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The Effect of Malaria on Disease Progression of HIV/AIDS

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ClinicalTrials.gov Identifier: NCT00499876
Recruitment Status : Completed
First Posted : July 12, 2007
Last Update Posted : January 26, 2017
Information provided by (Responsible Party):

July 11, 2007
July 12, 2007
January 26, 2017
October 2007
October 2008   (Final data collection date for primary outcome measure)
Measure the effects of antimalarials on CD4 cell count decline and HIV viral load increase in study patients [ Time Frame: 12 months ]
Same as current
Complete list of historical versions of study NCT00499876 on ClinicalTrials.gov Archive Site
Measure the effect of malaria prophylaxis on malaria parasitaemia and haemoglobin levels in study patients [ Time Frame: 12 months ]
Same as current
Not Provided
Not Provided
The Effect of Malaria on Disease Progression of HIV/AIDS
The Effect of Malaria on Disease Progression of HIV/AIDS in Kumasi, Ghana
The purpose of this study is to find out whether malaria affects how HIV/AIDS disease progresses in an infected patient, and to determine the effect of reducing malaria infection on HIV disease progression in Kumasi

Malaria and HIV are among the most prevalent infectious diseases in sub-Saharan Africa and are major causes of morbidity and mortality in the sub region. Because of the wide-spread geographical overlap in HIV and malaria, the probability for co-infections and the potential for interactions between the two diseases are high. Even modest interactions may have substantial impact in populations.

It is now clear that there are interactions between the two infections. HIV associated immunosuppression erodes the malaria acquired immunity of the HIV patients. The risk of parasitaemia, high parasite density and malarial fever increases with decreasing CD4 T cell counts and increasing viral load of HIV patients. Plasmodium falciparum has been shown to stimulate HIV replication through the production of cytokines (including interleukin 6 and tumor necrosing factor α (TNF-α)) by activated lymphocytes. Malaria treatment in HIV patients with malaria resulted in significant reduction of the median HIV viral load concentration.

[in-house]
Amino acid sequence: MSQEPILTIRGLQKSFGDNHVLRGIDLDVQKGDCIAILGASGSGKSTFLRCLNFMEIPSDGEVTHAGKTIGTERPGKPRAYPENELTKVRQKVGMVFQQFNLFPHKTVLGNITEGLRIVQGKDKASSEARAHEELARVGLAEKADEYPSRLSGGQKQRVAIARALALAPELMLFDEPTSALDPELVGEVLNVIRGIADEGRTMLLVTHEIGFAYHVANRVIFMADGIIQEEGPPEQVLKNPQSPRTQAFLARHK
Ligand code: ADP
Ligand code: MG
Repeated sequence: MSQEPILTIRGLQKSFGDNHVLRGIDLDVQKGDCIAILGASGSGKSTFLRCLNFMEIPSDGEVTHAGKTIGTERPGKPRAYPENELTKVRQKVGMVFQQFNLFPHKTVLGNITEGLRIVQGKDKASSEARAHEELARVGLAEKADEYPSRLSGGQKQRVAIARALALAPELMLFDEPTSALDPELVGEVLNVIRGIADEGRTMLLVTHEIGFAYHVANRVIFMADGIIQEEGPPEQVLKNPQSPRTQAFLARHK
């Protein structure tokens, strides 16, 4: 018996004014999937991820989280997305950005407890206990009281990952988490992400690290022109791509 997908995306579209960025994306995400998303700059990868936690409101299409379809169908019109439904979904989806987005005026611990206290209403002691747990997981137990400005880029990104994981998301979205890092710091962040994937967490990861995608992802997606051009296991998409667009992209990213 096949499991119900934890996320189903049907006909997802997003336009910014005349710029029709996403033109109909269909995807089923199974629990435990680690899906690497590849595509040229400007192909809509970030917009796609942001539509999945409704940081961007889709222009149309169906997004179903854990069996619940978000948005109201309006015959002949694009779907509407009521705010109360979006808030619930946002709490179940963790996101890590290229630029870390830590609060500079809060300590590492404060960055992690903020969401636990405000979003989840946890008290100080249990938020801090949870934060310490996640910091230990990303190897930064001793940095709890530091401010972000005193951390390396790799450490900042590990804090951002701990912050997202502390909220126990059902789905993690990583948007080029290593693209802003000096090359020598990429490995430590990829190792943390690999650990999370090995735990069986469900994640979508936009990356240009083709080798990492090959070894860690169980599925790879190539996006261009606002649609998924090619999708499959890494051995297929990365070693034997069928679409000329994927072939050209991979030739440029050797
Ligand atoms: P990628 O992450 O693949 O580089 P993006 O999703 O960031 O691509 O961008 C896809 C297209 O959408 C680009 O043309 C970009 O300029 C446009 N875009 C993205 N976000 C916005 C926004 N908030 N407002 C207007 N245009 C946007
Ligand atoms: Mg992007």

Although it is now clear that malaria causes transient rises in HIV-1 viral loads, could repeated episodes of malaria in areas of intense transmission lead to a cumulative effect on viral load and accelerate decline in CD4 counts thereby accelerating HIV disease progression? If so, could the decline in CD4 count in individuals who have not yet started on anti-retroviral drugs be slowed down by intermittent malaria treatment?

A controlled interventional study with mefloquine as malaria prophylaxis for 6 months will be used in HIV/AIDS patients who are not already on ARTs in KATH, and malaria parasitaemia and density, HIV viral load and CD4 cell count will be monitored in both arms.

Comparison: Malaria parasitaemia and density, HIV viral loads and CD4 cell counts will be compared between the intervention group and the control groups to determine the effect o malaria and malaria prophylaxis on HIV disease progression

Not Provided
Allocation: Randomized
Intervention Model: Parallel Assignment
Masking: Double (Participant, Investigator)
Primary Purpose: Supportive Care
  • HIV Infections
  • Malaria
  • Drug: mefloquine
    250mg weekly PO for 6 months
  • Other: placebo
    1 tablet weekly PO for 6 months
  • Active Comparator: A
    Intervention: Drug: mefloquine
  • Placebo Comparator: B
    Intervention: Other: placebo
Not Provided

*   Includes publications given by the data provider as well as publications identified by ClinicalTrials.gov Identifier (NCT Number) in Medline.
December 2009
October 2008   (Final data collection date for primary outcome measure)

Inclusion Criteria:

  • Adult HIV patients attending the Komfo Anokye Teaching Hospital (KATH) HIV clinic who do not yet fulfil the criteria for ARTs. This includes a CD 4 cell count of ≥ 300x106/l and World Health Organisation HIV stage I-III

Exclusion Criteria:

  • All children with HIV infection attending the HIV clinic at KATH
  • Adult HIV patients on ARTs attending the HIV clinic at KATH
  • Adult HIV patients with WHO stage IV and V AIDS
Sexes Eligible for Study: All
19 Years and older   (Adult, Senior)
Contact information is only displayed when the study is recruiting subjects
Not Provided
Not Provided
Brian Greenwood, London School of Hygiene and Tropical Medicine
London School of Hygiene and Tropical Medicine
Noguchi Memorial Institute for Medical Research
Principal Investigator: Ruby Martin-Peprah, MBChB, PhD Komfo Anokye Teaching Hospital
London School of Hygiene and Tropical Medicine
January 2017

ICMJE     Data element required by the International Committee of Medical Journal Editors and the World Health Organization ICTRP